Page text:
April 29, 2015
“Better than a thousand days of diligent study is one day with a great teacher.”
National Teacher Day is described by the National Education Association (NEA) as a day of honoring teachers and recognizing the lasting contributions they make to our lives. In 2015, National Teacher Day is being celebrated on Tuesday, May 5, while the week of May 4-8 is being designated as Teacher Appreciation Week. This annual holiday is always celebrated in the United States during the first full week of May (although the state of Massachusetts has designated its own Teachers’ Day on the first Sunday of June).
This holiday has an interesting history, yet the beginning of the story is unclear. One narrative gives credit to a Wisconsin teacher, who began in 1944 corresponding with political and education leaders about the need for a national day to honor teachers. Another version of the story credits an Arkansas teacher for working to establish the first teacher appreciation day. Whether the idea originated in Wisconsin or Arkansas, it is documented that in 1953 Eleanor Roosevelt urged the 81st Congress to proclaim a National Teacher Day. But it wasn’t until March 7, 1980, after the National Education Association (NEA) along with its Kansas and Indiana state affiliates and the Dodge City, Kansas, local chapter lobbied Congress to declare National Teacher Day – yet, it was only for that year. The NEA and others continued to celebrate teachers on the first Tuesday in March until 1984, when the National Parent Teacher Association (PTA) designated the first full week of May as Teacher Appreciation Week. The following year, the NEA voted to make the Tuesday of that week National Teacher Day.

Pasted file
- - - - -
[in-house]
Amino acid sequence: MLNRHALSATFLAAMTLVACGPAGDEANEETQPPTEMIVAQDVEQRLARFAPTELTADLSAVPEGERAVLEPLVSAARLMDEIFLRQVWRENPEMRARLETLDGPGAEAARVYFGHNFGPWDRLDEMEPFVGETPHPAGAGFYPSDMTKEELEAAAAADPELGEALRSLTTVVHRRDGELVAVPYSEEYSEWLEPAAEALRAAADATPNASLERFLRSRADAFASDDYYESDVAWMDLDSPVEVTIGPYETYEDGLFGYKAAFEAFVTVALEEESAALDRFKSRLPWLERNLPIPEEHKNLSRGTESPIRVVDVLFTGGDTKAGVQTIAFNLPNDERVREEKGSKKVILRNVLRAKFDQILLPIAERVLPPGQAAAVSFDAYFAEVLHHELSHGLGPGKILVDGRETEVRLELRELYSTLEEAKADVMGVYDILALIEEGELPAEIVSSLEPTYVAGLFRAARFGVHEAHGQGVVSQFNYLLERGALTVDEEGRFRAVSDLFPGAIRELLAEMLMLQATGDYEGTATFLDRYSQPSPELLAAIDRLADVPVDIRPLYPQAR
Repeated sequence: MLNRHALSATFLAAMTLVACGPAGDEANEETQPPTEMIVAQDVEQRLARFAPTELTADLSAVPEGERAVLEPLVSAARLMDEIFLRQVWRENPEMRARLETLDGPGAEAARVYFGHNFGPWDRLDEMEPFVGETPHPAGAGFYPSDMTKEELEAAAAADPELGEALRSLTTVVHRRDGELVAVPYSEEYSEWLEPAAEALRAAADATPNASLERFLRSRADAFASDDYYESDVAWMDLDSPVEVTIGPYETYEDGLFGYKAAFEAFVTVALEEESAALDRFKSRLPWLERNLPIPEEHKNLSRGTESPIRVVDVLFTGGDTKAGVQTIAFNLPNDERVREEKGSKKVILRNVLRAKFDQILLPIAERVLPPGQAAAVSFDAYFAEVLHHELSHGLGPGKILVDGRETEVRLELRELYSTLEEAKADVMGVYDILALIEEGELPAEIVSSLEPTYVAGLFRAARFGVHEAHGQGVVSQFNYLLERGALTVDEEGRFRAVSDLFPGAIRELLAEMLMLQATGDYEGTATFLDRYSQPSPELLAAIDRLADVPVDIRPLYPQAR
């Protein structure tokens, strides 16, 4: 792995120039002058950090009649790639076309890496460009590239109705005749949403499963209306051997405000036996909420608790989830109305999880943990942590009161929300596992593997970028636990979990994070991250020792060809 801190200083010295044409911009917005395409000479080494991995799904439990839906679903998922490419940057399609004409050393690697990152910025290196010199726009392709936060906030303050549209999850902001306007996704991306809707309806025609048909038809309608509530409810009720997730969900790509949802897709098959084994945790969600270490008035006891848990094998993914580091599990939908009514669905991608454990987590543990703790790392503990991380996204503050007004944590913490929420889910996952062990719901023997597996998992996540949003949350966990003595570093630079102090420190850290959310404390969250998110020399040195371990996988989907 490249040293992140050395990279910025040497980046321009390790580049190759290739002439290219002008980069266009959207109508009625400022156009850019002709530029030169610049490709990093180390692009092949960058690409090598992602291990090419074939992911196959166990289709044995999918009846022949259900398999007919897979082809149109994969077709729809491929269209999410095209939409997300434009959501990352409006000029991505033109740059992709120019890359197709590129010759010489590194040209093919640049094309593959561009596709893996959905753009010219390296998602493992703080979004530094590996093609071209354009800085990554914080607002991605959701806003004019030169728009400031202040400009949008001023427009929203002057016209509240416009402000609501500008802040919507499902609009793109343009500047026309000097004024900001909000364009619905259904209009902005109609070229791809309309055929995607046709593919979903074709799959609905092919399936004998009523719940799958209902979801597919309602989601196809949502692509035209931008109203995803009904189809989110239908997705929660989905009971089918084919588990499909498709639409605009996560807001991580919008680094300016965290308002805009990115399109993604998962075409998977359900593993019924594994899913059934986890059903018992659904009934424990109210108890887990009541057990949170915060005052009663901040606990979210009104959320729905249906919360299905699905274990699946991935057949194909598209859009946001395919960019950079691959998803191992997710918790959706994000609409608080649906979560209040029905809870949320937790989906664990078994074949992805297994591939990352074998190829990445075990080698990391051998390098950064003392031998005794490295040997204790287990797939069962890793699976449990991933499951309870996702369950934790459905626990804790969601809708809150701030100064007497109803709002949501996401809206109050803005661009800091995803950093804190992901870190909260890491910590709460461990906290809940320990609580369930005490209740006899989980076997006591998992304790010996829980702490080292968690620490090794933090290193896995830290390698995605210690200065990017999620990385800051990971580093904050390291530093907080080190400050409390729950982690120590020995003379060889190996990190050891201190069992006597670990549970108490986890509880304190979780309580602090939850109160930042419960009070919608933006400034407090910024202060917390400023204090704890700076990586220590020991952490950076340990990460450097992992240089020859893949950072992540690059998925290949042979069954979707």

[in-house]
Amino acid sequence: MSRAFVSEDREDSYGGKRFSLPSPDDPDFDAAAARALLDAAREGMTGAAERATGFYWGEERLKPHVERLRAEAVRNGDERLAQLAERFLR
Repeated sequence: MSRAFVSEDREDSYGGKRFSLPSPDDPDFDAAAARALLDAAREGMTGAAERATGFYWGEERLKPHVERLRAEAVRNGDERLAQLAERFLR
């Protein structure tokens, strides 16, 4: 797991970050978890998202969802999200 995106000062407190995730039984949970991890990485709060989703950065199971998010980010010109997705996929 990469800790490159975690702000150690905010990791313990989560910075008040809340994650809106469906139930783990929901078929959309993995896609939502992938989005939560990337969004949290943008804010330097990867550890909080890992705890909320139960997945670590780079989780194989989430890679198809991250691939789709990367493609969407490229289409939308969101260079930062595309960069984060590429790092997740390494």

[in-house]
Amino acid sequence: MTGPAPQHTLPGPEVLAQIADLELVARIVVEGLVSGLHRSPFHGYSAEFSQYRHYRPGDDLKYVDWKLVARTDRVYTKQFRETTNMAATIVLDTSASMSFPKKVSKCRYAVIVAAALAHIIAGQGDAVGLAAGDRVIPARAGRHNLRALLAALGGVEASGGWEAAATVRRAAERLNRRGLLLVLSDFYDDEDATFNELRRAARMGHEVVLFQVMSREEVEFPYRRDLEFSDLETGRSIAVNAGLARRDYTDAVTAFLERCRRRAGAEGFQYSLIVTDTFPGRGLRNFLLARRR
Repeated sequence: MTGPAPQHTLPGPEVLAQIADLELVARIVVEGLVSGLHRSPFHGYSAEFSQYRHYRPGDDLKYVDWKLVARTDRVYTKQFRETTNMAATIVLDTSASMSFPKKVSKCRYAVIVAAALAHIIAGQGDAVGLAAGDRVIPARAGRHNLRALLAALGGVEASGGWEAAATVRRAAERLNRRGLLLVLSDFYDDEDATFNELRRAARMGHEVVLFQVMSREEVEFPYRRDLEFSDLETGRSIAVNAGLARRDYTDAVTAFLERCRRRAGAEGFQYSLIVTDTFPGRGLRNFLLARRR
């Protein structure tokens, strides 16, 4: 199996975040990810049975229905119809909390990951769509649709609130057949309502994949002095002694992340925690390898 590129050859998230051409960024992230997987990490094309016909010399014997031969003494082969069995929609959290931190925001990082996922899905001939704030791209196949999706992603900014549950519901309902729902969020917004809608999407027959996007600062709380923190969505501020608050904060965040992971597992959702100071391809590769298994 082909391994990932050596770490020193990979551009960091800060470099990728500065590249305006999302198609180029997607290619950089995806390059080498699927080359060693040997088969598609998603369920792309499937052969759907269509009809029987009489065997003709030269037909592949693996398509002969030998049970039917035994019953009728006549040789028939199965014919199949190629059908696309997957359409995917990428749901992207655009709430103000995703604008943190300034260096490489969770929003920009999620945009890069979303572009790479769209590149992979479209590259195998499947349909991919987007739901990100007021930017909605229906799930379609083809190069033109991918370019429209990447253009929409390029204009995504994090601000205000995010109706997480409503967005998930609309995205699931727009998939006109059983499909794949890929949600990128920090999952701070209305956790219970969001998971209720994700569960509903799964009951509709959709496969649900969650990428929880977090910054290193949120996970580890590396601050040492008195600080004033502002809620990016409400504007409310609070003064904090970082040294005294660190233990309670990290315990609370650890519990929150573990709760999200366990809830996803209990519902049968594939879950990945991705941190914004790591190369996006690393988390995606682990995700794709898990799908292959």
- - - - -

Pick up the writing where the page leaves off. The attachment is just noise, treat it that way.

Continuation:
What can each of us do to show our appreciation to teachers that are making a difference in the classrooms of our past, present and future? Some ideas I found floating around the internet, with some additions of my own, are included below:
- Send a handwritten thank-you note to one of your own teachers from the past with a thank you for the impact he/she made on your life and career. And/or send a thank-you note to a teacher friend/colleague that is currently in the classroom. We all know the impact a thank-you note can make, and how a handwritten note is treasured for a long time.
- Offer to volunteer in a classroom, even if it is to come in for one day as a guest lecturer. As teachers struggle to keep students connected and focused when the school year winds down, help a teacher by doing an organized activity with students. Or even give a lecture about the career options in the Earth sciences, or about the latest geologic activity with volcanoes and earthquakes, etc. If you can’t visit the classroom in person, offer to connect via Skype or Google Hangout.
- Gift a gift card, whether it be a gift card that would allow a teacher to purchase materials or books for the classroom (such as from an office supply store or Amazon/Barnes & Noble), or a gift card they can spend on themselves, such as to a local restaurant or coffee shop.
- Purchase a magazine subscription that a teacher can use to stay current with his/her own science content knowledge and then share as a resource in the classroom. Think of magazines such as Scientific American, National Geographic, and EARTH Magazine!
- Give a shout-out on social media with the hashtag #ThankATeacher, and be sure to include the Twitter handle or Facebook page for the school the teacher is in so the school can repost/retweet.
And a quick note calling attention to some suggestions I found for what teachers do not need… anything apple-themed, coffee mugs, and homemade baked items because of food allergies.
For more information and ideas, please visit:
- National Education Association (NEA) National Teacher Day website
- National PTA Teacher Appreciation Week website